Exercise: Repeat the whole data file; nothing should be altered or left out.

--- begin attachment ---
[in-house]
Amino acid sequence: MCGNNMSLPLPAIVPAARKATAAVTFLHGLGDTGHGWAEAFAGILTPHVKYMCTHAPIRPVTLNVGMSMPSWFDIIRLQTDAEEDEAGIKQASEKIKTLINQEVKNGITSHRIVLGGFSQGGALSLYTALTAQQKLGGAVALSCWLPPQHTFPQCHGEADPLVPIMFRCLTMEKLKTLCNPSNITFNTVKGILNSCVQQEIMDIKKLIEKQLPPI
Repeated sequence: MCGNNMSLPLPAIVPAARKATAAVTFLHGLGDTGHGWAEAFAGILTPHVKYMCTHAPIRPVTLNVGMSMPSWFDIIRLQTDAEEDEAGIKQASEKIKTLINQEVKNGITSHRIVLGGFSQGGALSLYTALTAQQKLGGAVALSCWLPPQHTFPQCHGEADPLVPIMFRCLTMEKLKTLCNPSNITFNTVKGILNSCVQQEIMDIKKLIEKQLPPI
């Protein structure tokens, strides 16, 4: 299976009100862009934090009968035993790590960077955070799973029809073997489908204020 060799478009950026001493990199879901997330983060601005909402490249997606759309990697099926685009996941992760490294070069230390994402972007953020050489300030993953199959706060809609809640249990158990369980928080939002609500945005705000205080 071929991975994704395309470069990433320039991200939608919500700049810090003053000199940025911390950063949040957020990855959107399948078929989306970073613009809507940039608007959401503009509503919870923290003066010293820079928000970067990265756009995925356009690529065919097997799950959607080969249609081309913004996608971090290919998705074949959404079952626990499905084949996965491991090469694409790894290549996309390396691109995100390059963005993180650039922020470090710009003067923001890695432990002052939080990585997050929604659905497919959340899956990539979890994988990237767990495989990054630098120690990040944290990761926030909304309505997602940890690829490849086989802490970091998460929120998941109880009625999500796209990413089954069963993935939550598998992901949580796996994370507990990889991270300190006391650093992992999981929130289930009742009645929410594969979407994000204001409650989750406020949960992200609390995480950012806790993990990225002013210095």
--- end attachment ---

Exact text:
[in-house]
Amino acid sequence: MCGNNMSLPLPAIVPAARKATAAVTFLHGLGDTGHGWAEAFAGILTPHVKYMCTHAPIRPVTLNVGMSMPSWFDIIRLQTDAEEDEAGIKQASEKIKTLINQEVKNGITSHRIVLGGFSQGGALSLYTALTAQQKLGGAVALSCWLPPQHTFPQCHGEADPLVPIMFRCLTMEKLKTLCNPSNITFNTVKGILNSCVQQEIMDIKKLIEKQLPPI
Repeated sequence: MCGNNMSLPLPAIVPAARKATAAVTFLHGLGDTGHGWAEAFAGILTPHVKYMCTHAPIRPVTLNVGMSMPSWFDIIRLQTDAEEDEAGIKQASEKIKTLINQEVKNGITSHRIVLGGFSQGGALSLYTALTAQQKLGGAVALSCWLPPQHTFPQCHGEADPLVPIMFRCLTMEKLKTLCNPSNITFNTVKGILNSCVQQEIMDIKKLIEKQLPPI
């Protein structure tokens, strides 16, 4: 299976009100862009934090009968035993790590960077955070799973029809073997489908204020 060799478009950026001493990199879901997330983060601005909402490249997606759309990697099926685009996941992760490294070069230390994402972007953020050489300030993953199959706060809609809640249990158990369980928080939002609500945005705000205080 071929991975994704395309470069990433320039991200939608919500700049810090003053000199940025911390950063949040957020990855959107399948078929989306970073613009809507940039608007959401503009509503919870923290003066010293820079928000970067990265756009995925356009690529065919097997799950959607080969249609081309913004996608971090290919998705074949959404079952626990499905084949996965491991090469694409790894290549996309390396691109995100390059963005993180650039922020470090710009003067923001890695432990002052939080990585997050929604659905497919959340899956990539979890994988990237767990495989990054630098120690990040944290990761926030909304309505997602940890690829490849086989802490970091998460929120998941109880009625999500796209990413089954069963993935939550598998992901949580796996994370507990990889991270300190006391650093992992999981929130289930009742009645929410594969979407994000204001409650989750406020949960992200609390995480950012806790993990990225002013210095």